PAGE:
Do Aphrodisiacs Works?

The Clovers had a top 40 hit with “Love Potion No. 9” in 1959, but our fascination with aphrodisiacs is even older than rock-and-roll. It's no wonder! Order your date the right dessert, or slip a special elixir into her Long Island Iced Tea and increase the odds of a sexual tryst later? How could we not be intrigued? In truth, however, aphrodisiacs are grounded far more in fable than in fact.

The ancient Aztecs long regarded chocolate as an aphrodisiac, likely because it contains tryptophan and phenylethylamine. The former is used by our bodies to create serotonin, a neurotransmitter involved in sexual arousal. The latter is a stimulant that the brain releases when you fall in love. So will a heart-shaped box of Valentine Godiva's really beat a path to the boudoir of that Ice Queen over in Accounting? Not so fast, Casanova. The amounts of tryptophan and phenylethylamine found in chocolate are so trivial that even super-chocoholic Montezuma himself likely saw no appreciable chemical assist to his libido after downing an urn full.

A 2006 study published in the journal, Sexual Medicine, detailing the work of Italian researchers, pretty much nails the lid shut on this one. The scientists studied 163 adult women with an average age of 35, and found there was no appreciable increase in their sexual arousal levels whether they abstained from chocolate, had one serving a day, or binged out on three helpings daily. 

Often times, foods derive their reputations as aphrodisiacs by the way they look. For example, the Romans, never ones to let a little bad biochemistry get in the way of a bacchanalia, believed that oysters had an aphrodisiac effect most likely because of their resemblance to female genitalia.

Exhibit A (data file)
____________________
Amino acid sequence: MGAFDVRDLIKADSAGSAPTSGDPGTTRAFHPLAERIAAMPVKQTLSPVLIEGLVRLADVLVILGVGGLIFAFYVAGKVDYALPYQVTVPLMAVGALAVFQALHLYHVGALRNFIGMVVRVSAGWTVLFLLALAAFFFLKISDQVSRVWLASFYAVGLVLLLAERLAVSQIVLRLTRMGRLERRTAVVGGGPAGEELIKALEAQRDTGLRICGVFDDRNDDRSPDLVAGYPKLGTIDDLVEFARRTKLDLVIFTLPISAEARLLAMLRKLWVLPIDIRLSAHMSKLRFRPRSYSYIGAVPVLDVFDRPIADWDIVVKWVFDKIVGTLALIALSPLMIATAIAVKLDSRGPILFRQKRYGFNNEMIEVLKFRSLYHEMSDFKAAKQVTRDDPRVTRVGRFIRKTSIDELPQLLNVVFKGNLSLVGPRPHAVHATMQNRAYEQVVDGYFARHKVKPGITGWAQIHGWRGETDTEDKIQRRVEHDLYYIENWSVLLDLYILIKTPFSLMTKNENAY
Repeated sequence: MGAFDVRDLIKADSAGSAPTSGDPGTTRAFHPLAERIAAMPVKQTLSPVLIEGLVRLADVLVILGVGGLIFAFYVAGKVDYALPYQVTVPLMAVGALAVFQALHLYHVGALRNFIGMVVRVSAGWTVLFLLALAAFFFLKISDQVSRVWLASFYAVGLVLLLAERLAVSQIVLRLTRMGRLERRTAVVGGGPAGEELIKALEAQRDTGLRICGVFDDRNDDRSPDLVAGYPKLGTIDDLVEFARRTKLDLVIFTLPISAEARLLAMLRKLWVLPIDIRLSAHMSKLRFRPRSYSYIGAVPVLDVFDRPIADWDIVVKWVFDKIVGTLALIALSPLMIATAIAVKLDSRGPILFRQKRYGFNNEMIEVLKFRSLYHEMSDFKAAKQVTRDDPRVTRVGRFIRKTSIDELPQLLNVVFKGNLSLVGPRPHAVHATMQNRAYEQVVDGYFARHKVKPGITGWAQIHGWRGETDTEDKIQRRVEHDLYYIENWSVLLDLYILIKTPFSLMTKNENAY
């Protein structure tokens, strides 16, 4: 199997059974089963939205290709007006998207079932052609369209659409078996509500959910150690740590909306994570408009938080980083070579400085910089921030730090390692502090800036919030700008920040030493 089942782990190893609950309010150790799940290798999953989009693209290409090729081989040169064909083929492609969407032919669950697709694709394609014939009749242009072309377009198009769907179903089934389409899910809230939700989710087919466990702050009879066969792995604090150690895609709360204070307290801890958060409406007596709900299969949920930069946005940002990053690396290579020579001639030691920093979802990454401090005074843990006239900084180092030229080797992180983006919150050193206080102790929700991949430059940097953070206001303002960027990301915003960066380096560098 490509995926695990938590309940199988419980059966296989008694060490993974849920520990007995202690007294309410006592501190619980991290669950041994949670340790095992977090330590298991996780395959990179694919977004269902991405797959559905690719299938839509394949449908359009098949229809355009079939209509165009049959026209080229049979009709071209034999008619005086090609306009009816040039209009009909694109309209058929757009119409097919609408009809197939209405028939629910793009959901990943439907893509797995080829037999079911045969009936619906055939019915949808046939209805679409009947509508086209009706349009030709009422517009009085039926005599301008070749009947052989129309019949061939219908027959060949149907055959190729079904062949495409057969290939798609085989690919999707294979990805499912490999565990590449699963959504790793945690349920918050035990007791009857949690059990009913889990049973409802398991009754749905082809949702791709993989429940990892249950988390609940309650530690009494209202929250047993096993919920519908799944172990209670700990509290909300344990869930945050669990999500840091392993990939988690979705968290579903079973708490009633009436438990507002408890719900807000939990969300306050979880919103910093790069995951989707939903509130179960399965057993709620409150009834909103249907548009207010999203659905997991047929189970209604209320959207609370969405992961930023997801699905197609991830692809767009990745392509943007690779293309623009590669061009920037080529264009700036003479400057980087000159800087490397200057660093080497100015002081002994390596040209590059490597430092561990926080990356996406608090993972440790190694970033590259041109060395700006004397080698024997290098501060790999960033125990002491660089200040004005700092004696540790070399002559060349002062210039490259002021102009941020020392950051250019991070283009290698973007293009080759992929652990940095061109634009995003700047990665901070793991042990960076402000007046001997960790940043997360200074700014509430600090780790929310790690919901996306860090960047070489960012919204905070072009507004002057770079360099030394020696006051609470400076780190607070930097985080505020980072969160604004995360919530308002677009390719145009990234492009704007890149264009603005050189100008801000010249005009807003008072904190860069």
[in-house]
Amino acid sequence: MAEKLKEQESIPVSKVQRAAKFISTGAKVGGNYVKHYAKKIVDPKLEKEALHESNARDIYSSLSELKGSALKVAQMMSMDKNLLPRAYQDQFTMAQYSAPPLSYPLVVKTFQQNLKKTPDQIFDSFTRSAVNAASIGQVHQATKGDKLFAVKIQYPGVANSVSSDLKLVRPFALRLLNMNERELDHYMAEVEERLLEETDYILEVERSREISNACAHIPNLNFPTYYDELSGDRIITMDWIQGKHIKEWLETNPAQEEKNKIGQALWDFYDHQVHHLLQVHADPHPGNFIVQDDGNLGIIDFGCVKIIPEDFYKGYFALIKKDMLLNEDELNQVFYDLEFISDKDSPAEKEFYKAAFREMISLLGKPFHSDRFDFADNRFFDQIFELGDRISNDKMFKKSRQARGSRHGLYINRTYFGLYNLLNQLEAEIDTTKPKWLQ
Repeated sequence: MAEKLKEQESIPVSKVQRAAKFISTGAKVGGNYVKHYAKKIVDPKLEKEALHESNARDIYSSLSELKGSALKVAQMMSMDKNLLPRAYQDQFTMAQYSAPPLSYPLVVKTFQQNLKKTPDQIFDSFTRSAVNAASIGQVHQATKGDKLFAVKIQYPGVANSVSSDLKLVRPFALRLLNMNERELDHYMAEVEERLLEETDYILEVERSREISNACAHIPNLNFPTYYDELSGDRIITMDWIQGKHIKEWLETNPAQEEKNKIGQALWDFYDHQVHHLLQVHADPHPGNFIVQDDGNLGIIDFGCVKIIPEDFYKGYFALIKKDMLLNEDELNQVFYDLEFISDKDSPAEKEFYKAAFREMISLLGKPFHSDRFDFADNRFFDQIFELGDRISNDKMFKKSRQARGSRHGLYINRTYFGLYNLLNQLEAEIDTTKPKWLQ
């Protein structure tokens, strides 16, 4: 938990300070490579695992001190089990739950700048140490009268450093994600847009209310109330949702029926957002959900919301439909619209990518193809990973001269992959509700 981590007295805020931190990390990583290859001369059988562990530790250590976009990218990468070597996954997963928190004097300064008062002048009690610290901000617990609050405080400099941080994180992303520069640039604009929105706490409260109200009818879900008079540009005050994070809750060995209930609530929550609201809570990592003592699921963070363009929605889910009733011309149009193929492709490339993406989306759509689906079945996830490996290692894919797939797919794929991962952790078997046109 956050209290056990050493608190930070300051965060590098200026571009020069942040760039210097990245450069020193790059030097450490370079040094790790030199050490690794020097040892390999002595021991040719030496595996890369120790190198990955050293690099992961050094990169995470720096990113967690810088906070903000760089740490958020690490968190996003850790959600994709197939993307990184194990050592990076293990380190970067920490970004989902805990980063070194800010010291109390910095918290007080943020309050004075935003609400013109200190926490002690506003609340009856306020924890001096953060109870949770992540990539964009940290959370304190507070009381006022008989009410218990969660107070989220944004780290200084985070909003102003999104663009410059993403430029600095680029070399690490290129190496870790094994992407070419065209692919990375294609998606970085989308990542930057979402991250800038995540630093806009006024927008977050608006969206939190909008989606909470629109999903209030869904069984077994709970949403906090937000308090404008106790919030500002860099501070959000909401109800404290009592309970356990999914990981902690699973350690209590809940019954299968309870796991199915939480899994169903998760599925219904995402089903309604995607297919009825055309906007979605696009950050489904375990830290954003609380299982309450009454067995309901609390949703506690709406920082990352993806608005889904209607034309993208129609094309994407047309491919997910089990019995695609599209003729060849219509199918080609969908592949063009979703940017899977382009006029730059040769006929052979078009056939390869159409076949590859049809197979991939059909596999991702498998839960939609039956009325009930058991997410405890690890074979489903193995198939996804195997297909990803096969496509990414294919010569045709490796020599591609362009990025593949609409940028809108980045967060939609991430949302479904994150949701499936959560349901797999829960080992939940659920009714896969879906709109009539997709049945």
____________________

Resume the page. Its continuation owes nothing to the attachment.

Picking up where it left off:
In Africa and the East, rhinoceros horn has long been prized for its cantharidian effect. That, and its reputation as a key cure-all ingredient in a number of folk medicine home brews, has driven the species nearly to extinction as poachers profit from the superstition. As with oysters, folklore experts believe the rhino horn's notoriety as a sexual jump-start is derived from (working with me on this one...) its semblance to a penis.

We all know that love hurts, but we should also be aware that some so-called aphrodisiacs can be downright painful. Case in point: The category leader, Spanish Fly. Extracted from dried beetle dung, its famous reputation as a sexual stimulant for women is no doubt derived from the fact that it is a urogenital irritant! Consumed in even moderate doses, it is poisonous. Applied externally, it is a powerful blistering agent. And nothing quite kills the mood as does a powerful blistering agent...

Keep it simple, and keep it safe: The most powerful sexual stimulant is your imagination. If your partner firmly believes that a glass of Love Potion No. 9 with a chaser of Funky Cold Medina (whatever that is) will get her motor running, it will. But nothing is going to put someone in the mood if he or she is not already pre-disposed to the notion of a sexual encounter.  That, I think you will agree, is ultimately a good thing.